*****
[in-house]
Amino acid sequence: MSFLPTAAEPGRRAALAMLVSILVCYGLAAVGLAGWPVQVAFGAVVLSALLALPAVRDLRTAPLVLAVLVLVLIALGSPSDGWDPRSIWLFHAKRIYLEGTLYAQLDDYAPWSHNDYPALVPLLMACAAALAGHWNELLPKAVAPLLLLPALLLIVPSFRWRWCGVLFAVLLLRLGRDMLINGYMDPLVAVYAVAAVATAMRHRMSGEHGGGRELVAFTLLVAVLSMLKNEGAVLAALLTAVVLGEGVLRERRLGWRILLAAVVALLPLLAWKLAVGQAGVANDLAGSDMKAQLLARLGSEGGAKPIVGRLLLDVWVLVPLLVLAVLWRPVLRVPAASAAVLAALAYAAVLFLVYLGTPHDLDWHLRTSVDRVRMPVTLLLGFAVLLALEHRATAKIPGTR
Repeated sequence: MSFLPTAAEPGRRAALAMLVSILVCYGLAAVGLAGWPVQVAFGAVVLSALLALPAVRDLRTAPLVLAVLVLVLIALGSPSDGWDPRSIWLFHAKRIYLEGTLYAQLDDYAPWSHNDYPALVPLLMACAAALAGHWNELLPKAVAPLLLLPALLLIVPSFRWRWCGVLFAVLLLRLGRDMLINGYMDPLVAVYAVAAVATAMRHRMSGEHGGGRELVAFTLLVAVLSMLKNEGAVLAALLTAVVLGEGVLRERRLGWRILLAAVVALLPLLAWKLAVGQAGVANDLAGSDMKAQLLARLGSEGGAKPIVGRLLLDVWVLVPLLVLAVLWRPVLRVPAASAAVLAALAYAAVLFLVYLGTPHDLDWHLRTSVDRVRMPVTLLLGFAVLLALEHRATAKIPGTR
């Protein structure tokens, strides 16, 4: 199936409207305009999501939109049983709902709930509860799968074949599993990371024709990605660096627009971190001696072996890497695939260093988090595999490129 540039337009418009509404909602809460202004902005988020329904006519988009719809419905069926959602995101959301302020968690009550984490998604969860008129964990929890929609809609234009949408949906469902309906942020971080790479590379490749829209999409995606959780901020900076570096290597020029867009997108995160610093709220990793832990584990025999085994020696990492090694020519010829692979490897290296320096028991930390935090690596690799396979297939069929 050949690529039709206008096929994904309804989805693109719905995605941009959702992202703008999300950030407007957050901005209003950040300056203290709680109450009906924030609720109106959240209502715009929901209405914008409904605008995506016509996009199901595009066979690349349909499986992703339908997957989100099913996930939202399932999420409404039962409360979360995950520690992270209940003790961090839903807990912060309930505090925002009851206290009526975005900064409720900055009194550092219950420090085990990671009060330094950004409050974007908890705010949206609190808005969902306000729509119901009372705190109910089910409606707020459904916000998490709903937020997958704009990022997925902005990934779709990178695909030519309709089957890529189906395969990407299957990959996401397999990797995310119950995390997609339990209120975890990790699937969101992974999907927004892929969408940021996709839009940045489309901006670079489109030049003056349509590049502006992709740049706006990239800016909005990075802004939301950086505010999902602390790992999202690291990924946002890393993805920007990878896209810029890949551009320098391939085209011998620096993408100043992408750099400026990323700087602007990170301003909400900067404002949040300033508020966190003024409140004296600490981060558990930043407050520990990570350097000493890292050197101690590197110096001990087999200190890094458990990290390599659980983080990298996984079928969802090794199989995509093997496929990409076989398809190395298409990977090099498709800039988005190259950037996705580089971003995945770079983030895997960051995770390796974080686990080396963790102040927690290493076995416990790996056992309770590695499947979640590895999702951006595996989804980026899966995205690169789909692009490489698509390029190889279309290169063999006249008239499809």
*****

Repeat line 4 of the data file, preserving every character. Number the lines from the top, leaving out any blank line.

């Protein structure tokens, strides 16, 4: 199936409207305009999501939109049983709902709930509860799968074949599993990371024709990605660096627009971190001696072996890497695939260093988090595999490129 540039337009418009509404909602809460202004902005988020329904006519988009719809419905069926959602995101959301302020968690009550984490998604969860008129964990929890929609809609234009949408949906469902309906942020971080790479590379490749829209999409995606959780901020900076570096290597020029867009997108995160610093709220990793832990584990025999085994020696990492090694020519010829692979490897290296320096028991930390935090690596690799396979297939069929 050949690529039709206008096929994904309804989805693109719905995605941009959702992202703008999300950030407007957050901005209003950040300056203290709680109450009906924030609720109106959240209502715009929901209405914008409904605008995506016509996009199901595009066979690349349909499986992703339908997957989100099913996930939202399932999420409404039962409360979360995950520690992270209940003790961090839903807990912060309930505090925002009851206290009526975005900064409720900055009194550092219950420090085990990671009060330094950004409050974007908890705010949206609190808005969902306000729509119901009372705190109910089910409606707020459904916000998490709903937020997958704009990022997925902005990934779709990178695909030519309709089957890529189906395969990407299957990959996401397999990797995310119950995390997609339990209120975890990790699937969101992974999907927004892929969408940021996709839009940045489309901006670079489109030049003056349509590049502006992709740049706006990239800016909005990075802004939301950086505010999902602390790992999202690291990924946002890393993805920007990878896209810029890949551009320098391939085209011998620096993408100043992408750099400026990323700087602007990170301003909400900067404002949040300033508020966190003024409140004296600490981060558990930043407050520990990570350097000493890292050197101690590197110096001990087999200190890094458990990290390599659980983080990298996984079928969802090794199989995509093997496929990409076989398809190395298409990977090099498709800039988005190259950037996705580089971003995945770079983030895997960051995770390796974080686990080396963790102040927690290493076995416990790996056992309770590695499947979640590895999702951006595996989804980026899966995205690169789909692009490489698509390029190889279309290169063999006249008239499809």